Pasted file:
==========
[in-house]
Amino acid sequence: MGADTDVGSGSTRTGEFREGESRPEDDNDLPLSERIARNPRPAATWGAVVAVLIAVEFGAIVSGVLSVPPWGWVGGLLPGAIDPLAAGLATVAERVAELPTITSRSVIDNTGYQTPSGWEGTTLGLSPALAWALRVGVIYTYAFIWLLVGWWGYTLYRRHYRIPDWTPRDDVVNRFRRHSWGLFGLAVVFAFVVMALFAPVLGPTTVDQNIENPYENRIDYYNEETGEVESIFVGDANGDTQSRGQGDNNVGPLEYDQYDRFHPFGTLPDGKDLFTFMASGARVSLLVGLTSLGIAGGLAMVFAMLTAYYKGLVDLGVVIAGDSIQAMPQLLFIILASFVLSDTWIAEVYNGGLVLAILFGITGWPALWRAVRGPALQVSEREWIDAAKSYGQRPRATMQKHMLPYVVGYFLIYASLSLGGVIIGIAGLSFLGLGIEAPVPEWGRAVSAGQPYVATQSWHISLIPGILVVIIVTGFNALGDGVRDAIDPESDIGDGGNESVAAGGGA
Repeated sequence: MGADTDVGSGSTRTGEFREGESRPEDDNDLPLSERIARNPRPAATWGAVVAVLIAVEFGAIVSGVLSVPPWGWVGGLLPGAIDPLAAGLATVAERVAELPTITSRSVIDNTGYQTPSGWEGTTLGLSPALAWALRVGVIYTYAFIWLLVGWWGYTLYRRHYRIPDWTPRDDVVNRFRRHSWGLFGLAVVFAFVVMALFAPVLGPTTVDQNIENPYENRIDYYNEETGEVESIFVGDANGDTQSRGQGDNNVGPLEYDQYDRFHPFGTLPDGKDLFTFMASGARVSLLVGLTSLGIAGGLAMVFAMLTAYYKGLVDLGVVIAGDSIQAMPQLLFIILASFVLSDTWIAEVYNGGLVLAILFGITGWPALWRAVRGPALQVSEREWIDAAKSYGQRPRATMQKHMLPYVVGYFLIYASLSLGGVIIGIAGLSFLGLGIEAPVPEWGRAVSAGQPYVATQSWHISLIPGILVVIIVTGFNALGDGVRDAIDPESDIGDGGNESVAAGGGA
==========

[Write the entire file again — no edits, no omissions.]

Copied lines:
[in-house]
Amino acid sequence: MGADTDVGSGSTRTGEFREGESRPEDDNDLPLSERIARNPRPAATWGAVVAVLIAVEFGAIVSGVLSVPPWGWVGGLLPGAIDPLAAGLATVAERVAELPTITSRSVIDNTGYQTPSGWEGTTLGLSPALAWALRVGVIYTYAFIWLLVGWWGYTLYRRHYRIPDWTPRDDVVNRFRRHSWGLFGLAVVFAFVVMALFAPVLGPTTVDQNIENPYENRIDYYNEETGEVESIFVGDANGDTQSRGQGDNNVGPLEYDQYDRFHPFGTLPDGKDLFTFMASGARVSLLVGLTSLGIAGGLAMVFAMLTAYYKGLVDLGVVIAGDSIQAMPQLLFIILASFVLSDTWIAEVYNGGLVLAILFGITGWPALWRAVRGPALQVSEREWIDAAKSYGQRPRATMQKHMLPYVVGYFLIYASLSLGGVIIGIAGLSFLGLGIEAPVPEWGRAVSAGQPYVATQSWHISLIPGILVVIIVTGFNALGDGVRDAIDPESDIGDGGNESVAAGGGA
Repeated sequence: MGADTDVGSGSTRTGEFREGESRPEDDNDLPLSERIARNPRPAATWGAVVAVLIAVEFGAIVSGVLSVPPWGWVGGLLPGAIDPLAAGLATVAERVAELPTITSRSVIDNTGYQTPSGWEGTTLGLSPALAWALRVGVIYTYAFIWLLVGWWGYTLYRRHYRIPDWTPRDDVVNRFRRHSWGLFGLAVVFAFVVMALFAPVLGPTTVDQNIENPYENRIDYYNEETGEVESIFVGDANGDTQSRGQGDNNVGPLEYDQYDRFHPFGTLPDGKDLFTFMASGARVSLLVGLTSLGIAGGLAMVFAMLTAYYKGLVDLGVVIAGDSIQAMPQLLFIILASFVLSDTWIAEVYNGGLVLAILFGITGWPALWRAVRGPALQVSEREWIDAAKSYGQRPRATMQKHMLPYVVGYFLIYASLSLGGVIIGIAGLSFLGLGIEAPVPEWGRAVSAGQPYVATQSWHISLIPGILVVIIVTGFNALGDGVRDAIDPESDIGDGGNESVAAGGGA